Back in 2012, councils were given powers to introduce ‘late night levies’: essentially a tax on all the licensed venues that open between midnight and 6am. The amount venues are expected to pay is based on the premises’ rateable value. Seventy per cent of any money raised goes to the police and the council keeps the rest.

Few councils took up the offer. Four years after the legislation was introduced, only eight local authorities had introduced a levy, including Southampton, Nottingham, and Cheltenham. Three of the levies were in the capital, including Camden and Islington. The most lucrative was in the City of London, where £420,000 was raised in the 2015-16 financial year.

Even in places where levies have been introduced, they haven’t always had the desired effect. Nottingham adopted a late night levy in November 2014. Last year, it emerged that the tax had raised £150,000 less than expected in its first year. Only a few months before, Cheltenham scrapped its levy after it similarly failed to meet expectations.


Last year, the House of Lords committee published its review of the 2003 Licensing Act. The committee found that “hardly any respondents believed that late night levies were currently working as they should be” – and councils reported that the obligation to pass revenues from the levy to the police had made the tax unappealing. Concluding its findings on the late night levy, the committee said: “We believe on balance that it has failed to achieve its objectives, and should be abolished.”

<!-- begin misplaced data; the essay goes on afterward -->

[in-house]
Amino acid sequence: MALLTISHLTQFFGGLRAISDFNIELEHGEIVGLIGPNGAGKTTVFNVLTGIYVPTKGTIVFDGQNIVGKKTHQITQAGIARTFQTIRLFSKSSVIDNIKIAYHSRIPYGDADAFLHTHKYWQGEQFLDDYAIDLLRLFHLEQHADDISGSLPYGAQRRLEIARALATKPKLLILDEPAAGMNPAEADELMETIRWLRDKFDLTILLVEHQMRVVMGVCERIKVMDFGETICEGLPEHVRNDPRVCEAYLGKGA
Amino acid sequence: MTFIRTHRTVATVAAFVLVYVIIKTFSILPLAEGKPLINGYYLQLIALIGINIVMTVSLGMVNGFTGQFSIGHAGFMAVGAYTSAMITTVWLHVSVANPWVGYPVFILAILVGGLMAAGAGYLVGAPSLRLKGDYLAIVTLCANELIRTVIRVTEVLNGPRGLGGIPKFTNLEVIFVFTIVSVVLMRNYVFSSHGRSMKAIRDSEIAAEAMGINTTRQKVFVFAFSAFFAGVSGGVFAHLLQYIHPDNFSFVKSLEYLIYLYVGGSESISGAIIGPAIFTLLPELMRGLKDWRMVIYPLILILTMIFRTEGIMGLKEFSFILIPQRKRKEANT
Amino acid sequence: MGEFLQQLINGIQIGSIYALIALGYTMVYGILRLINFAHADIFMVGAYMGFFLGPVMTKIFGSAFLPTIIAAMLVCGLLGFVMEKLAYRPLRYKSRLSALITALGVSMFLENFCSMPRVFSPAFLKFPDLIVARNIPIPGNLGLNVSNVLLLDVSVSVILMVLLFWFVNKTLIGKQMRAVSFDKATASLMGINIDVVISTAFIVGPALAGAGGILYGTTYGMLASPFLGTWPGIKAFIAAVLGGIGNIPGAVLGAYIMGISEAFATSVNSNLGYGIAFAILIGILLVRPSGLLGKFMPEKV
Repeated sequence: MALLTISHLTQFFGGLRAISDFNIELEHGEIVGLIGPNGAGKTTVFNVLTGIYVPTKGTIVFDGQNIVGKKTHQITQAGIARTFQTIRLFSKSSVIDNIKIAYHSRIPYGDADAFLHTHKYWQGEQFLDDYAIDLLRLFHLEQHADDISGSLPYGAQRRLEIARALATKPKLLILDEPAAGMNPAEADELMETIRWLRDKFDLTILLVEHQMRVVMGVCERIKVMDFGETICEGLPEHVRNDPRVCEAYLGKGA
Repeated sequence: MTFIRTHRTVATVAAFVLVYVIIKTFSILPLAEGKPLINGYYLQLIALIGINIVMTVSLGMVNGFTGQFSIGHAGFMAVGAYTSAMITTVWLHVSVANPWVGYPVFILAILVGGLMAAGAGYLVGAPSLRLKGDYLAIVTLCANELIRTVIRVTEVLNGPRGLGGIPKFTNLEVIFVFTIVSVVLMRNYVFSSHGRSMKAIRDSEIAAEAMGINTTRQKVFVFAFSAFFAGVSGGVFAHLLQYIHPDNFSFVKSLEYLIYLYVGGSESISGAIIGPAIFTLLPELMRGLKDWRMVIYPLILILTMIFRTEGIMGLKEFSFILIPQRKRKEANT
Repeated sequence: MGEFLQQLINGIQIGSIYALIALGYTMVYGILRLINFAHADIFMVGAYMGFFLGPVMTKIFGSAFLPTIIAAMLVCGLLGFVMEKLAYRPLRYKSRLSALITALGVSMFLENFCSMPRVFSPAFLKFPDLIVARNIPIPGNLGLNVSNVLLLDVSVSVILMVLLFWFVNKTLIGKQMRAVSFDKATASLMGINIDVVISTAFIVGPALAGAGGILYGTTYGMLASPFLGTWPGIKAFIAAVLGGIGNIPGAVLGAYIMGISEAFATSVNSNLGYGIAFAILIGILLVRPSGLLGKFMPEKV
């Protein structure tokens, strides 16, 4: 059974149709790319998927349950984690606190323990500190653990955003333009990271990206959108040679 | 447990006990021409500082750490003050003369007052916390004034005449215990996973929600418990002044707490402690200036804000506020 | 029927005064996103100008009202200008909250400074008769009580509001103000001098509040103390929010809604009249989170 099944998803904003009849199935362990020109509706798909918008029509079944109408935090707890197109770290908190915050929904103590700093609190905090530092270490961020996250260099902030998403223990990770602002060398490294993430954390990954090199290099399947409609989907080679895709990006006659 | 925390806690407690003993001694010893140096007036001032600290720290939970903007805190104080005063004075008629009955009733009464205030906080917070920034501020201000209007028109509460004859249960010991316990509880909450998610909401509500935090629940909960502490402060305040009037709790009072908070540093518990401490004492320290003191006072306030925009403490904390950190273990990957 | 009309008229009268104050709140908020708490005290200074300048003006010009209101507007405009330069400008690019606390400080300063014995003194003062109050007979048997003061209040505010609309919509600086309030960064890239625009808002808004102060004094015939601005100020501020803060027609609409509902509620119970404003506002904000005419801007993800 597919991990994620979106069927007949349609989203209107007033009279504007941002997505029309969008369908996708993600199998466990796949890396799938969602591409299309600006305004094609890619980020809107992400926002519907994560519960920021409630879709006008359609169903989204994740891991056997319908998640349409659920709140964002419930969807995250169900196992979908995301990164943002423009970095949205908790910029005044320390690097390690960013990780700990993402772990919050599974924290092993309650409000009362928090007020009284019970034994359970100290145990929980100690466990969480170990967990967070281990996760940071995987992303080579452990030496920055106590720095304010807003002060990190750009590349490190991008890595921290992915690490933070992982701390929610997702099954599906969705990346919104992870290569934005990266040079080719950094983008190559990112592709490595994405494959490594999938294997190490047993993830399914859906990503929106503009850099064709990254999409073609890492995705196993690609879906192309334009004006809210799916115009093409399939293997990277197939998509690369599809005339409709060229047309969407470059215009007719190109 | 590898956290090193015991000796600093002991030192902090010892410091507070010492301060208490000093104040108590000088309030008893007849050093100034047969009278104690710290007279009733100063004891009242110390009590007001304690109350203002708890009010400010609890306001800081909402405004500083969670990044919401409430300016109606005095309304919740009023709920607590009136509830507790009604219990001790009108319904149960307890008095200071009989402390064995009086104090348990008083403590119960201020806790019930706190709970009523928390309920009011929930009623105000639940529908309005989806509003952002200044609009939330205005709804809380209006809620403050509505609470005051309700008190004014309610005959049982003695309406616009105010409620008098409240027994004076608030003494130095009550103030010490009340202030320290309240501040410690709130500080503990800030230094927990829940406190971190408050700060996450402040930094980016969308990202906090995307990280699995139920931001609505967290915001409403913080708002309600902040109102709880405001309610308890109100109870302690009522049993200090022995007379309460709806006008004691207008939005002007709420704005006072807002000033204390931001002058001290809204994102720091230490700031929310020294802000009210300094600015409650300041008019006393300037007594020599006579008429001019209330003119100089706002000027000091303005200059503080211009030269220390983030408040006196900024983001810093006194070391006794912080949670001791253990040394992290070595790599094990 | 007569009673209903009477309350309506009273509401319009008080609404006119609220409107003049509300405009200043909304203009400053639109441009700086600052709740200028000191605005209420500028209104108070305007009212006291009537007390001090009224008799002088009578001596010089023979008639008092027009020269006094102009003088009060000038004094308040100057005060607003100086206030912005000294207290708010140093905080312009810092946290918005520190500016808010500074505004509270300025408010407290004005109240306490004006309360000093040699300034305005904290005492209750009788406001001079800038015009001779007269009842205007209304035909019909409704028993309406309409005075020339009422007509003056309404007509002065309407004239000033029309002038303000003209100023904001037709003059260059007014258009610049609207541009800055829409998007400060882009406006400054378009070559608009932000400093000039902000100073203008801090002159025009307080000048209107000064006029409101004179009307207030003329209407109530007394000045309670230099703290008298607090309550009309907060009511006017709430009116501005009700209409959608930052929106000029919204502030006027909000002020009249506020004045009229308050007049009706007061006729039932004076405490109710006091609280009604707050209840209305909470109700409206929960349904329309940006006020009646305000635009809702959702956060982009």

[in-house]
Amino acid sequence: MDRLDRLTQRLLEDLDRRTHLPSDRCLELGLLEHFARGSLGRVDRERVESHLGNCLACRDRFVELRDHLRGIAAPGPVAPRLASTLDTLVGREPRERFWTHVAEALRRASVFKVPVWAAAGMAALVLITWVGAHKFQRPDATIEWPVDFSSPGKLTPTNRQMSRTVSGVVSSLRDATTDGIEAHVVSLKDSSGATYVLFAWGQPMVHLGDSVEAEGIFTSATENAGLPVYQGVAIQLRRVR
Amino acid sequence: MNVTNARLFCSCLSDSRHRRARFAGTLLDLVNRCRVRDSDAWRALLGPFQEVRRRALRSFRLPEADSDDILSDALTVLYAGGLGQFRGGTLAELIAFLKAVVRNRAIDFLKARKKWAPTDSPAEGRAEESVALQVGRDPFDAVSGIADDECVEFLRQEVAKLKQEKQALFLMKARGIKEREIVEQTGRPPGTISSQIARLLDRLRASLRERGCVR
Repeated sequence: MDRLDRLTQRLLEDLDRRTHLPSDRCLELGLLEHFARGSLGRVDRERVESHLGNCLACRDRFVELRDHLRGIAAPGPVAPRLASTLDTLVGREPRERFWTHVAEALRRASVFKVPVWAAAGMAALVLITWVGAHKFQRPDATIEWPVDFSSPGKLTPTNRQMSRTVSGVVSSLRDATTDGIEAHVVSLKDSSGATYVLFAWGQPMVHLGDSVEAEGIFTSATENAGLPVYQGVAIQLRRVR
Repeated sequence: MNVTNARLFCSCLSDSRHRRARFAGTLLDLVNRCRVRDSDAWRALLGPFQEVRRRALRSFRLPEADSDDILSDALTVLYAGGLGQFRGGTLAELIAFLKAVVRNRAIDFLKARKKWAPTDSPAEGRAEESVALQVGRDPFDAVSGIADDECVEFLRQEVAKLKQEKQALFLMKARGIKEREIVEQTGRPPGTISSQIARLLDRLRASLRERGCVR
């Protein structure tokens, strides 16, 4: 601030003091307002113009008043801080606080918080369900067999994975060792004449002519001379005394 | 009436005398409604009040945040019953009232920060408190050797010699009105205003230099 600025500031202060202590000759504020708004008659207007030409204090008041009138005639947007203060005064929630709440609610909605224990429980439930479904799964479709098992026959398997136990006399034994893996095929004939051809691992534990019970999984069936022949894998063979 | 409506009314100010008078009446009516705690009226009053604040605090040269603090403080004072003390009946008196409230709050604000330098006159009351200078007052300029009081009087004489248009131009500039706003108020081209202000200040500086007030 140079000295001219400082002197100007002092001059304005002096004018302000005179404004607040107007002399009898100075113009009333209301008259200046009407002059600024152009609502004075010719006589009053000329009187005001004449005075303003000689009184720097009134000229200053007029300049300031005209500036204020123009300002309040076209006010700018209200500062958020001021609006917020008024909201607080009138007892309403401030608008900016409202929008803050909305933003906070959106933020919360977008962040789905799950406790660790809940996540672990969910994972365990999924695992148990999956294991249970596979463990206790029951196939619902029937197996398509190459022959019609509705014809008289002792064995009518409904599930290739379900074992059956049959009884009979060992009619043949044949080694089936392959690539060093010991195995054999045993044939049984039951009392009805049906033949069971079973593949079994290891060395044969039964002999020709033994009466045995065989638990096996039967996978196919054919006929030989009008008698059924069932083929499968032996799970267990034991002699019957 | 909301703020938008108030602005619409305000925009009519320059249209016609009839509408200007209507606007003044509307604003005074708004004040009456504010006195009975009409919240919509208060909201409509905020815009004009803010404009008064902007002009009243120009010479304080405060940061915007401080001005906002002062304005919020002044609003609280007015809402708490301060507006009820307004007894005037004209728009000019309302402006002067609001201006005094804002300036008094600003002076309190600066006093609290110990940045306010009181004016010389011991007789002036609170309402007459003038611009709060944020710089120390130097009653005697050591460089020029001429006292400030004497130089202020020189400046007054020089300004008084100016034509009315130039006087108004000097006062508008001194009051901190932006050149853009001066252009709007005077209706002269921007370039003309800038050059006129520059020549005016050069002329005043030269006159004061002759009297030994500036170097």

As might be expected of a nightlife tax, late night levies are also vociferously opposed by the hospitality industry. Commenting on the proposed levy in Tower Hamlets, Brigid Simmonds, chief executive at the British Beer and Pub Association, said: “A levy would represent a damaging new tax – it is the wrong approach. The focus should be on partnership working, with the police and local business, to address any issues in the night time economy.”

Nevertheless, boroughs in east London are pressing ahead with their plans. Tower Hamlets was recently forced to restart a consultation on its late night levy after a first attempt was the subject of a successful legal challenge by the Association of Licensed Multiple Retailers (ALMR). Kate Nicholls, chief executive at the ALMR, said:

“We will continue to oppose these measures wherever they are considered in any part of the UK and will urge local authorities’ to work with businesses, not against them, to find solutions to any issues they may have.”

Meanwhile, Hackney council intends to introduce a levy after a consultation which revealed 52 per cents of respondents were in favour of the plans. Announcing the consultation in February, licensing chair Emma Plouviez said:

“With ever-shrinking budgets, we need to find a way to ensure the our nightlife can continue to operate safely, so we’re considering looking to these businesses for a contribution towards making sure their customers can enjoy a safe night out and their neighbours and surrounding community doesn’t suffer.”

With budgets stretched, it’s inevitable that councils will seek to take advantage of any source of income they can. Nevertheless, earlier examples of the late night levy suggest this nightlife tax is unlikely to prove as lucrative as is hoped. Even if it does, should we expect nightlife venues to plug the gap left by public sector cuts?